Alexandra Enyart (conductor), Heather Jones & Michael Kelly in As One. Photo: KY Opera

As One

Kentucky Opera
Music by Laura Kaminsky
Libretto by Mark Campbell and Kimberly Reed
Film by Kimberly Reed
Directed by Robert Barry Fleming

A review by Annette Skaggs

Entire contents are copyright © 2024 by Annette Skaggs. All rights reserved.

When one thinks of opera, it is a grandiose affair complete with lavish costumes and scenery and a parade of talent both on stage and in the orchestra pit. While that cliche is often true, there is a niche of opera called Chamber Opera that often employs just a smattering of vocalists and instrumentalists and uses a minimalist style of scenery and costumery.

This style is gaining traction in contemporary opera compositions and one example has become a most oft-performed piece in the past ten years, titled As One

Written by Mark Campbell and Kimberly Reed, As One is a three-act story of Hannah and how they have struggled with identity and realizing who they are and where they may belong. Set to music by Laura Kaminsky, we get to watch young Hannah turn into older Hannah and we listen to the confusion in songs like “Paper Route, and Sex Ed” to the suppression of feelings of self in “Perfect Boy,” then on to discovery and self-realization through “Three Words” and Close,” only to be met by hate from others through “Out of Nowhere,” but to contentment in self in “Norway.”

The libretto and music not only tell Hannah’s story and give us their point of view, but it does so in an ugly, delightful, and self-reflective way. Yes, there are some truly unclean moments within the brilliant instrumentation along the string quartet accompaniment that drives themes further into the consciousness, but with a stroke of the bow, there is light and hope once more. The libretto is expertly deep and introspective making the listener a voyeur into Hannah’s tale.

The role of Hannah, played by Michael Kelly as the younger and Heather Jones as the older play off each other in a way that we as humans often communicate…. we talk to ourselves. Who among us has not expressed a range of emotions, either aloud or internally or even within a diary? Kelly and Jones are Hannah’s voice and emotions.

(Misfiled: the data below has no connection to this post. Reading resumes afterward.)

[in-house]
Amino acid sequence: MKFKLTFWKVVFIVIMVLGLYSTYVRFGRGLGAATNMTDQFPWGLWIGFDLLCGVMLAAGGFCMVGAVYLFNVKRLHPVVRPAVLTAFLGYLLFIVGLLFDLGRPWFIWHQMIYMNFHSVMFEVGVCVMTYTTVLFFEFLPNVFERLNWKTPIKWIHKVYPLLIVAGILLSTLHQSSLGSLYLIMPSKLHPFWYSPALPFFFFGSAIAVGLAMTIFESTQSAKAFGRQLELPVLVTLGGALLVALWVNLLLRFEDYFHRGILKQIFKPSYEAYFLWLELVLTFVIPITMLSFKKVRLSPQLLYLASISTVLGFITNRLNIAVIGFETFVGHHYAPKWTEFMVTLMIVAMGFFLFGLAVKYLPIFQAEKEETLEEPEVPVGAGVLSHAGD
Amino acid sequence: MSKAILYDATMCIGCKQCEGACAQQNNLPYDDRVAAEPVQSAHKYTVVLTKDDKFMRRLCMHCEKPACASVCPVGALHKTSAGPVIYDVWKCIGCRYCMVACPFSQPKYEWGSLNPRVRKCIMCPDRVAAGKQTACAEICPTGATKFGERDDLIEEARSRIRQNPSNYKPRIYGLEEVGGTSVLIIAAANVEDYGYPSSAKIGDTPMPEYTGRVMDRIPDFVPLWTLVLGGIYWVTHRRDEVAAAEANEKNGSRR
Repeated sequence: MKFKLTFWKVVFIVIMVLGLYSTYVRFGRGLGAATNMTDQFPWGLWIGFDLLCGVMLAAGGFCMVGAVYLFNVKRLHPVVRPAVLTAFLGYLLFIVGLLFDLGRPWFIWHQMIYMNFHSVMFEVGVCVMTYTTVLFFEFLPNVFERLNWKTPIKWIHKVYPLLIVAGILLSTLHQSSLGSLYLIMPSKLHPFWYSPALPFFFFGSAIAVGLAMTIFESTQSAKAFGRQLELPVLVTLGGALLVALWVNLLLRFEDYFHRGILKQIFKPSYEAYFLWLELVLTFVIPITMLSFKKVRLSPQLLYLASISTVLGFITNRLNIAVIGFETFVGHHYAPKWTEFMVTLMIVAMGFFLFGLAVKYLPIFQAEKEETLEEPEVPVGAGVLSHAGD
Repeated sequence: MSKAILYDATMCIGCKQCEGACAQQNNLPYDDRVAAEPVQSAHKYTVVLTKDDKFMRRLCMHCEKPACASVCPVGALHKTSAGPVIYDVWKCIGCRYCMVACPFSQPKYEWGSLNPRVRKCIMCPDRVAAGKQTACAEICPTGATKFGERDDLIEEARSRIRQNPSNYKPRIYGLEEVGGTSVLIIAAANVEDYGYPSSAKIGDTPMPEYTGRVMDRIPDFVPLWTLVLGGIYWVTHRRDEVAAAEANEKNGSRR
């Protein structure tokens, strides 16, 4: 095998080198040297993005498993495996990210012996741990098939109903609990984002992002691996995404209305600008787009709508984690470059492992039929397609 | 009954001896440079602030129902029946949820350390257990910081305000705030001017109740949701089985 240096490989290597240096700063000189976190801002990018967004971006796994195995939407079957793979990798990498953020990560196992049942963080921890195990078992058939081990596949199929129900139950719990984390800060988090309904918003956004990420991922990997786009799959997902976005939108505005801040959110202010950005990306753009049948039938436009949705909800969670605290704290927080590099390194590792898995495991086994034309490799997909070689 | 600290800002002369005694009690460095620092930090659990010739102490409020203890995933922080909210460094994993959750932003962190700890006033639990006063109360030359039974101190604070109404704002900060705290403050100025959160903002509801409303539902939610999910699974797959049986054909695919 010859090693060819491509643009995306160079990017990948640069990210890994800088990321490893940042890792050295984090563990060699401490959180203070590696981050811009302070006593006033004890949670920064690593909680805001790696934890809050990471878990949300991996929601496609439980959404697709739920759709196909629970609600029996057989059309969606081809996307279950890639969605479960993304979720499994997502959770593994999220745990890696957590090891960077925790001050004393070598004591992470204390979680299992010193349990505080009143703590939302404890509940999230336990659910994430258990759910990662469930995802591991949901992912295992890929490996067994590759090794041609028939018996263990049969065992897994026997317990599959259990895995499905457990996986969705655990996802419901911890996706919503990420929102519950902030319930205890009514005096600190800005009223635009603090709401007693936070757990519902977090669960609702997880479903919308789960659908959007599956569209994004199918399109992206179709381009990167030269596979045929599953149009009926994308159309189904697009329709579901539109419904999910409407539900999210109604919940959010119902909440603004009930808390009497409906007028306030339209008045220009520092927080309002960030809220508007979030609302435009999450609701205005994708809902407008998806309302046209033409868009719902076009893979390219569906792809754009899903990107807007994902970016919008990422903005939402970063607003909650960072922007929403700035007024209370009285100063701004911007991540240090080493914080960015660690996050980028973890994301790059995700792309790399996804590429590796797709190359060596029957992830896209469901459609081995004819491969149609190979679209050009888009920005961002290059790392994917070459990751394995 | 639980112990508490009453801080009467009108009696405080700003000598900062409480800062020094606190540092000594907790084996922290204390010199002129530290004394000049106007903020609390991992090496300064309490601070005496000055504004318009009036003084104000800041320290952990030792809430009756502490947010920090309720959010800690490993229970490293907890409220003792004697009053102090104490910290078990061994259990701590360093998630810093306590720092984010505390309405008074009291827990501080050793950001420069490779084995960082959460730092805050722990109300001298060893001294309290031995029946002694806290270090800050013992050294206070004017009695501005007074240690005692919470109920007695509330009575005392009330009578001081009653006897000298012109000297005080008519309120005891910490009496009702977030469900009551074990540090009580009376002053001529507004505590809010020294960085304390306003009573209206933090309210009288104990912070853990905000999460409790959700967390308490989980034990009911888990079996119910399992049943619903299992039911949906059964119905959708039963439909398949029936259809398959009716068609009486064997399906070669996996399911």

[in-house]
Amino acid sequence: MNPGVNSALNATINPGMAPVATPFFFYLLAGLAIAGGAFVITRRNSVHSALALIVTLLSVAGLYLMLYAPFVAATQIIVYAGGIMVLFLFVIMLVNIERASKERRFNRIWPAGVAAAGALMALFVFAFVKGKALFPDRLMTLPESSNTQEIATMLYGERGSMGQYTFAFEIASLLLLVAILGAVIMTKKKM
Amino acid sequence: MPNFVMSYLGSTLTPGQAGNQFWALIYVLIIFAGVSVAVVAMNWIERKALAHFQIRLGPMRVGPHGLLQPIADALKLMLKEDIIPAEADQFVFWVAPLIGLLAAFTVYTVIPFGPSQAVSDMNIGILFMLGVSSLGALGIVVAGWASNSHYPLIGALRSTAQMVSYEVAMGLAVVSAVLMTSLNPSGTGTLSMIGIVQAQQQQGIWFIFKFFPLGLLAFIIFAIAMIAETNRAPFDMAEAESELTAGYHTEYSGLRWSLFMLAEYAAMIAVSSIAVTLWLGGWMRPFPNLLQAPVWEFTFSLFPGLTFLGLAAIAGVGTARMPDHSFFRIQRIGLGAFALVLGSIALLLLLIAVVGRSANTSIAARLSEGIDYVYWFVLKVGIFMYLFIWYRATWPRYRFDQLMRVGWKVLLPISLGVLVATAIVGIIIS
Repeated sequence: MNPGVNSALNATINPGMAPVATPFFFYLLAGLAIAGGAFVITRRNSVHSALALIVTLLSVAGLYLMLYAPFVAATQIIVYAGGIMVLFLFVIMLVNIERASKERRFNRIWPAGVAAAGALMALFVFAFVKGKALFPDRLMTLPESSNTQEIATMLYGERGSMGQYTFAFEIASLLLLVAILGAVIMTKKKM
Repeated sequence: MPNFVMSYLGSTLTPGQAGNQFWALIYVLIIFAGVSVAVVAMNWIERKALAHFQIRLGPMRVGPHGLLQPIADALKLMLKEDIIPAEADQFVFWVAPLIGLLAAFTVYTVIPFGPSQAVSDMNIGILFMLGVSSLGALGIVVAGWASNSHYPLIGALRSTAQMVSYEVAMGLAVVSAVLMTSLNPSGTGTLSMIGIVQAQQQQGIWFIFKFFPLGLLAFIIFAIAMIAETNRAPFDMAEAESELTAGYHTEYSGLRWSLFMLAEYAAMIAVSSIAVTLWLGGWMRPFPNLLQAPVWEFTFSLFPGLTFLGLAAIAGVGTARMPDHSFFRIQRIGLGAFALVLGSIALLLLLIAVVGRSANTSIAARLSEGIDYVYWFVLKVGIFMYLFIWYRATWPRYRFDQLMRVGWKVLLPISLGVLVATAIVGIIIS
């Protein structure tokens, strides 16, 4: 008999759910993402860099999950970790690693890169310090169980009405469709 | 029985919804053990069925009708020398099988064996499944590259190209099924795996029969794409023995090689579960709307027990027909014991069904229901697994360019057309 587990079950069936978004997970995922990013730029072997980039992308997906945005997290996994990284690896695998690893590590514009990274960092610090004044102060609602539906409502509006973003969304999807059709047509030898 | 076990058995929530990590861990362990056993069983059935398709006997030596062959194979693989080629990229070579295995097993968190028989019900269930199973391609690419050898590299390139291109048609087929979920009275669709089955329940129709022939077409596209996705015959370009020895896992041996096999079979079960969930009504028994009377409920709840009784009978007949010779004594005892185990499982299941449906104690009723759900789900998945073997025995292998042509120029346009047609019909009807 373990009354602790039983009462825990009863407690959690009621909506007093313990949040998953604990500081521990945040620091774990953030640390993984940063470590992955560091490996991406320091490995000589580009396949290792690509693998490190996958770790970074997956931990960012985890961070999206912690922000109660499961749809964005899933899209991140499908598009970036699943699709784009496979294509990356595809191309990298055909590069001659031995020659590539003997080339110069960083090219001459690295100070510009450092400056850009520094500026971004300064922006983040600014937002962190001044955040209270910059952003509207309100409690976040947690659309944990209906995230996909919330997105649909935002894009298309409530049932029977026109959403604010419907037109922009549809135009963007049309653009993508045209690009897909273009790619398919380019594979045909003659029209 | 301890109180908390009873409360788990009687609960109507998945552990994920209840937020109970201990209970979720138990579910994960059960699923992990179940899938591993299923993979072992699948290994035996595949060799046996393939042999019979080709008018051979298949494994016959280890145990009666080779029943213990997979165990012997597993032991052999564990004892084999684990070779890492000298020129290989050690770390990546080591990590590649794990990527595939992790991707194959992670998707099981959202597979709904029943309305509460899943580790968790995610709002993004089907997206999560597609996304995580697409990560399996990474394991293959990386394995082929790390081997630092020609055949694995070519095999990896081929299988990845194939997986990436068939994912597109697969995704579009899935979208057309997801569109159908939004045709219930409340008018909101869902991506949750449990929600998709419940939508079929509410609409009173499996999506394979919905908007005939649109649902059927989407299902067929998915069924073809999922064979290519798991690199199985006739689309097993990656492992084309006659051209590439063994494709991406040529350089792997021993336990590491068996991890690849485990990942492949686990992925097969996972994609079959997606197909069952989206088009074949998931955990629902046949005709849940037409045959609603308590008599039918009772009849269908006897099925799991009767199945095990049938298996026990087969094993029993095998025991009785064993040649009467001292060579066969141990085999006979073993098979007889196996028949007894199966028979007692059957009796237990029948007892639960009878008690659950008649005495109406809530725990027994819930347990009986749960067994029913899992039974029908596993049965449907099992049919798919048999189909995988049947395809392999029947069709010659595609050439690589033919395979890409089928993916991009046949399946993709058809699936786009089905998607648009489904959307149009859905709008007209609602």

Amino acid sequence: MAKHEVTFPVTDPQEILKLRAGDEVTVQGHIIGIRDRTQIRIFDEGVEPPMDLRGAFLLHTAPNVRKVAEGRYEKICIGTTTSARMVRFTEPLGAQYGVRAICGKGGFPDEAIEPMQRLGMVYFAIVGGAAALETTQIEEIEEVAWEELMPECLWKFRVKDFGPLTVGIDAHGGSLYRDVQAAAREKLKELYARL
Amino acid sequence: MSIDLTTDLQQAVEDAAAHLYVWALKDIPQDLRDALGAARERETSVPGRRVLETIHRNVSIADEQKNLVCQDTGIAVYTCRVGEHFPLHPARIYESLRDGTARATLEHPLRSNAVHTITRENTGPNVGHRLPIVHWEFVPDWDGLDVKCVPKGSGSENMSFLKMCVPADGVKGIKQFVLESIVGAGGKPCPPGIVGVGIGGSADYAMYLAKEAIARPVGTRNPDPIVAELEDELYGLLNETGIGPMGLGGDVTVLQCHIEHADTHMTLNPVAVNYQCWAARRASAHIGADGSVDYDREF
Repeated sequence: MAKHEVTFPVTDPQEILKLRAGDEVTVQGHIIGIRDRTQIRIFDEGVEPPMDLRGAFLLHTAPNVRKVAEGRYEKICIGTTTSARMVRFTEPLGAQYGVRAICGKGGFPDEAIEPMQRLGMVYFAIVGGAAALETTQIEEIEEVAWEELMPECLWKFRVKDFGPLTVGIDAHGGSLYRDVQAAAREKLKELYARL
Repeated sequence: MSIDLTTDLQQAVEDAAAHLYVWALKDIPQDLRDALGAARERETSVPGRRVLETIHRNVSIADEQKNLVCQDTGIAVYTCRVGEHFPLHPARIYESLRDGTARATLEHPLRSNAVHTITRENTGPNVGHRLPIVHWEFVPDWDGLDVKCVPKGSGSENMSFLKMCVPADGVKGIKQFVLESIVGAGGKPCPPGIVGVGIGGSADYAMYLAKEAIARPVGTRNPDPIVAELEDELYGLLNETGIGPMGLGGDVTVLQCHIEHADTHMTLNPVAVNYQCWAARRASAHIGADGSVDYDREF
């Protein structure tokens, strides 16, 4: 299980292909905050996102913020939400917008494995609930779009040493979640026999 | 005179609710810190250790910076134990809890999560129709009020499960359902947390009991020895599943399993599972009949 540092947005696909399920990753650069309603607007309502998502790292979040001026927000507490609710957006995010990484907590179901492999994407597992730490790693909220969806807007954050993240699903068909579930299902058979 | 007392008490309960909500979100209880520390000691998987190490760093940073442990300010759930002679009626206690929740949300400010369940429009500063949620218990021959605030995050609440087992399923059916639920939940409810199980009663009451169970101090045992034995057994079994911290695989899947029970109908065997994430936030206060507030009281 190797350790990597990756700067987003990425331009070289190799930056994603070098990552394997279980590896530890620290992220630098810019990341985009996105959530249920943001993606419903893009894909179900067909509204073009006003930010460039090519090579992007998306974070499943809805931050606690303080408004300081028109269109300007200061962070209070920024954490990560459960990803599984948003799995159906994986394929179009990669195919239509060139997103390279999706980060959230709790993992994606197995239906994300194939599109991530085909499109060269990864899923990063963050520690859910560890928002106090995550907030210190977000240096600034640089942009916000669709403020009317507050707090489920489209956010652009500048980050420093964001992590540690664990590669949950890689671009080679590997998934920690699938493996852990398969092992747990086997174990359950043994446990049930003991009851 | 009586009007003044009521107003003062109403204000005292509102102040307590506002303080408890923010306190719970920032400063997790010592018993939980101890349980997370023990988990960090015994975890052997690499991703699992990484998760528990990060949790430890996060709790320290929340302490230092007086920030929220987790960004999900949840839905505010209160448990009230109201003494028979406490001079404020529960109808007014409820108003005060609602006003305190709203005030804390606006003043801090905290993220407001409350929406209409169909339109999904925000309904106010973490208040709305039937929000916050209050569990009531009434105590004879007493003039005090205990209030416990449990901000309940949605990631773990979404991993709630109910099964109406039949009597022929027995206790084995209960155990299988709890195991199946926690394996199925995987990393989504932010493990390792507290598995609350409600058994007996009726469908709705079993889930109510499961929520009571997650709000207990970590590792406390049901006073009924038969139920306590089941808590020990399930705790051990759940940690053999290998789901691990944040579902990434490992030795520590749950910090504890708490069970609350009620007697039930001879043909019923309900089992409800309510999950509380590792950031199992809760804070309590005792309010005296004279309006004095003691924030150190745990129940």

Michael Kelly’s younger Hannah brings the audience into the insecurity that Hannah is feeling and into the fold, often singing with such sweetness that makes you want to reach out and hold his hand. With a strong voice with a focus on diction and delivery, Kelly sets the tone. Heather Jones as older Hannah struggled with singing over the stringed ensemble, so there were times that whole phrases would be lost in translation. However, Jones acted with pinpoint accuracy, and the vocalization was impactful when the lyrics could be heard.

The instrumentalists, made of Heather Thomas and Brittany MacWilliams on violin, Laura De St. Croix-Vicic on viola, and Cecilia Huerta-Lauf on cello were all well-maintained and energized under the baton of conductor Alexandra Enyart. The score is challenging and technical and the ensemble navigated it with little trouble.

Under the direction of Actors Theatre’s own Robert Barry Fleming, the choices made for Hannah’s story were well thought out and played with the lightest of touches, complete with a fun use of Kemberly Reed’s film that serves as the background.

The opera is being presented at Kentucky Opera’s new home, and I suggest that you sit directly facing the draped wall so that you can watch the film and the performers on stage together rather than from the sidelines.

To be honest, there is a chance that you are not going to walk out of the theater humming much of the music as say you would with Carmen or Mikado, but through the recitatives and pointed songs, there is a good chance that you may walk away with a better understanding of how some members of our LGBTQA+ community live and survive and perhaps gain some introspection of your own.

Bravi Tutti!!!

As One

April 12, 18, & 19 @ 8:00 pm
April 14 @ 2:00 pm
April 16 @ 1:30 pm

Kentucky Opera Center for Community Health
708 Magazine Street
Louisville, KY 40202

Annette Skaggs is heavily involved as an Arts Advocate here in Louisville. She is a freelance professional opera singer who has performed throughout Europe and in St. Louis, Cincinnati, Boulder, Little Rock, Peoria, Chicago, New York, and of course Louisville. Aside from her singing career, she has been a production assistant for Kentucky Opera, New York City Opera, and Northwestern University. Her knowledge and expertise have developed over 25+ years of experience in the classical arts.